When I brought home my newly customized Mossberg 500 for my wife to see and laid it on the table with a flourish, she frowned and said, “That’s the ugliest gun I’ve ever seen.”
Deflated isn’t quite strong enough to describe my reaction, but as I scrutinized it,
I could see she wasn’t far wrong. The camo on the metal parts didn’t match that of the stocks, and the combination was, well, hideous is only slightly too strong.
My lovely—and honest—wife holds a degree in fine arts, and her trained eye was offended by the cacophony of clashing colors.
No problem. I had plans for a different stock that, I was sure, would change her opinion.
Model 500 Makeover
This project was hatched during a slow afternoon sitting in a box blind over a food plot in Pike County, Ill. White Oak Reserve produces the occasional world-class whitetail buck, but none were cavorting about my stand that particular day. A stock Mossberg 500 LPA slug gun was my companion, and as the slow day wore on, I found myself contemplating what would make the perfect all-around shotgun for a resident of Illinois and other states with similar slug-only hunting regulations.
It would have to be versatile—parts of Illinois have rampant crime problems, yet if land can be found on which to hunt, superb whitetail hunting can be had throughout the state. Criterion number 1: interchangeable barrels—one rifled cantilever barrel for slug shooting and one short barrel for personal defense. (I toyed with the idea of a 28-inch, interchangeable-choke barrel for bird hunting, but what with low upland bird populations and the difficulty of drawing a public-land blind to hunt waterfowl out of here in Illinois, I decided against it.)
It would have to be reliable. Whether defending hearth and home or putting meat on the table, a bang-every-time characteristic was necessary. As much as I love semiautomatic shotguns, a pump action would be more reliable through ice, dust, mud, blood, and deer hair. Criterion number 2: Midwestern perfection required a pump action.
It would have to incorporate a modular, user-friendly sighting system. Because of a pump action’s “loose” nature, mounting a scope on a receiver rail can lead to point of impact shift and poor overall accuracy—a barrel-mounted cantilever scope mount is much more consistent. Yet I would need some sort of sights for the home-defense barrel, ideally a receiver-mounted ghost-ring rear and stout, visible front. Criterion number 3: versatile sights. Oddly, this would prove to be the most challenging part of the project.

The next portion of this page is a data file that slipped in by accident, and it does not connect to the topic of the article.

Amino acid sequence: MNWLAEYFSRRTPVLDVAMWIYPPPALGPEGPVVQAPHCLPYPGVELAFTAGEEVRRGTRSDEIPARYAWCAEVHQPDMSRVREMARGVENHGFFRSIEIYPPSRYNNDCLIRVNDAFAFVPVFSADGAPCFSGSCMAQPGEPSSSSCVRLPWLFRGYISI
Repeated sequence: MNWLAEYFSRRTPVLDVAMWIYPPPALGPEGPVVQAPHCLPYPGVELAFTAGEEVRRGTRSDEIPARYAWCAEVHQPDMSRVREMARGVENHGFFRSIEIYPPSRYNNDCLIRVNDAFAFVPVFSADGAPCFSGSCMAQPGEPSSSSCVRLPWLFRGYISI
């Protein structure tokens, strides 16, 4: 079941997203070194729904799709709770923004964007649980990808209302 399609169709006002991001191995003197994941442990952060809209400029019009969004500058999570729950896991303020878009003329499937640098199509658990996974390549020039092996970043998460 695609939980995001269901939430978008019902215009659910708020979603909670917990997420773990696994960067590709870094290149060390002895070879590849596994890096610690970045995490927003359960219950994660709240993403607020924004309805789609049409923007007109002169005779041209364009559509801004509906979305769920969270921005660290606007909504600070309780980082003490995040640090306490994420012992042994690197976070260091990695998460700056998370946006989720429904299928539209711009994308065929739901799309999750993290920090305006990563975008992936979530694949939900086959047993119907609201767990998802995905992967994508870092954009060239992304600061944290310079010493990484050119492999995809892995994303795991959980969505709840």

It would have an action tune-up. Just about every pump gun since the Winchester Model 12 has started existence with a rough-edged personality. Granted, with use they eventually smooth up nicely, but a gunsmith handy with a polishing stone can make one as slick as a hot tin roof right from the get-go. Criterion number 4: a gunsmith tune-up.
It would have a durable finish. What with the humid climate here in Illinois (home-defense guns shouldn’t be kept in a controlled-climate safe, out of reach of homeowners) and the inclement nature of the state’s November and December hunting seasons, the ideal tool would have a nonreflective, durable, corrosive-resistant camo finish. Criterion number 5: a high-tech skin.
Finally, it would have to have longevity. As I examined the Mossberg 500 slug gun in the stand with me, I realized that I held the foundation for my project in my hands, but from the day I’d obtained it I’d disliked the plastic safety slide and other plastic parts that perform critical functions. Criterion number 6: a metal-parts-kit upgrade.
The AimPro Touch
After my return home later that week—deerless—a discussion with Media Direct owner Mark Sidelinger led to Michael Shane, owner of AimPro Tactical. Shane and his gunsmiths have a way with Mossbergs, born of long acquaintance with caressing them into suped-up scattergunning tools of various purpose. So off my Model 500 went for a makeover. A conversation with Shane and several months later, it returned—beautifully reworked, but wearing a camouflage ATI stock that elicited that daunting reaction from my wife.